Conversely, all-season and summer tires can increase your chances of skidding out or failing to stop on the road; in fact, winter tires have a 35% shorter stopping distance than all-season tires and a 50% shorter stopping distance than summer tires. When it comes to avoiding rear-ending another car, that difference in distance is especially important.
6. Check Your Tire Pressure Often.
Speaking of tires, winter weather can cause your tire pressure to fluctuate more than in the summer months. Cold temps cause the air inside your tires to contract, reducing tire pressure. Underinflated tires mean less traction, which is especially dangerous in combination with slick roads.
A general guideline is to keep your tires between 30 and 35 PSI. Be sure to consult your manual for exact manufacturer recommendations.
7. Fill Your Fluids.
According to the OCSWA, it’s especially important to use the correct motor oil during colder months.
“Engine oil thickens when cold, making it harder for the engine to turn over. Newer vehicles use multi-weight oil that is suitable for a wide range of temperatures. Check your owner’s manual to ensure your engine has the right grade of oil for the right time of year.”
It’s not just oil that needs a specialized winter mix. Windshield wiper fluid can freeze, so it’s important to switch to a cold-weather solution that includes a little alcohol to prevent freezing. Ensure your car’s antifreeze is appropriate, and check with your auto repair shop to see if you’re due for a flush.
8. Pay Attention to Your Headlights.
Much like windshield wipers, foggy or dim headlights can go unnoticed until you need them. Pick a night and recruit a friend to turn on all the lights in your car (including turn signals) while you observe how they’re working. If your brights look dull, replace the covers or swap out for brighter bulbs.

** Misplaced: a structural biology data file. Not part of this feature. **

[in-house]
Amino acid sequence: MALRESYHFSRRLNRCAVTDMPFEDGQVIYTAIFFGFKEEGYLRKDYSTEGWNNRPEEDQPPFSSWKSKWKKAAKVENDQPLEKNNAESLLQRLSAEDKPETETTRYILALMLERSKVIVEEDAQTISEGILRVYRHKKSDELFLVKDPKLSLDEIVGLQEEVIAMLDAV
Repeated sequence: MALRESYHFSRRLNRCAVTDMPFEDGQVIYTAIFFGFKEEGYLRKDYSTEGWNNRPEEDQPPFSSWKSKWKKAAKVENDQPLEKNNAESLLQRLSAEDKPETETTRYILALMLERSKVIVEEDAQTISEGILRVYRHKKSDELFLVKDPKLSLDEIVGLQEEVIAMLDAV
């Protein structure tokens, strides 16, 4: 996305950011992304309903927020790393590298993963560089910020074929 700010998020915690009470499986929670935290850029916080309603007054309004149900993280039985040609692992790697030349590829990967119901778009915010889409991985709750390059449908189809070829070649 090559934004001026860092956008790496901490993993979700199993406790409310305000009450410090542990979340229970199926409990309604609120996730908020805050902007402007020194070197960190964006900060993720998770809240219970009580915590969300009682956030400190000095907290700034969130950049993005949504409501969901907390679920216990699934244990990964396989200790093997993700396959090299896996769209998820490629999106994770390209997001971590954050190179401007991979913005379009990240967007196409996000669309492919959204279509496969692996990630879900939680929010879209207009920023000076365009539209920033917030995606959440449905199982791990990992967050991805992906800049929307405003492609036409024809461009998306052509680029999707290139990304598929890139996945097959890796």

9. Stock Your Safety Kit.
Even cars in tip-top condition run into trouble from time to time. Whether you’re stuck in a snow bank or stalled out on the side of the road, having a safety kit on board is crucial. The OCSWA recommends keeping the following items in your car in case of winter emergencies:
- Battery-powered radio, flashlight and extra batteries
- Blanket or sleeping bag
- Snow brush and ice scraper
- Booster (jumper) cables
- Emergency flares, shovel and state map
- Extra windshield fluid
- Sand or non-clumping cat litter to help with tire traction
- Fire extinguisher (5-lb, A-B-C type)
- Bottled water or juice and nonperishable high-energy foods (granola bars, raisins, peanut butter or cheese crackers)
- First-aid kit and necessary medications
- Extra clothing, particularly boots, hats and gloves or mittens
- Cell phone and car charger
Schedule Your Tune-Up Now
Now is the perfect time to schedule a pre-winter preventive maintenance visit at your nearest Rainbow Muffler and Brake location.
Schedule an appointment today, and your technician will be able to check for issues that may be exacerbated by cold weather, ensuring you’re ready to roll into winter safely.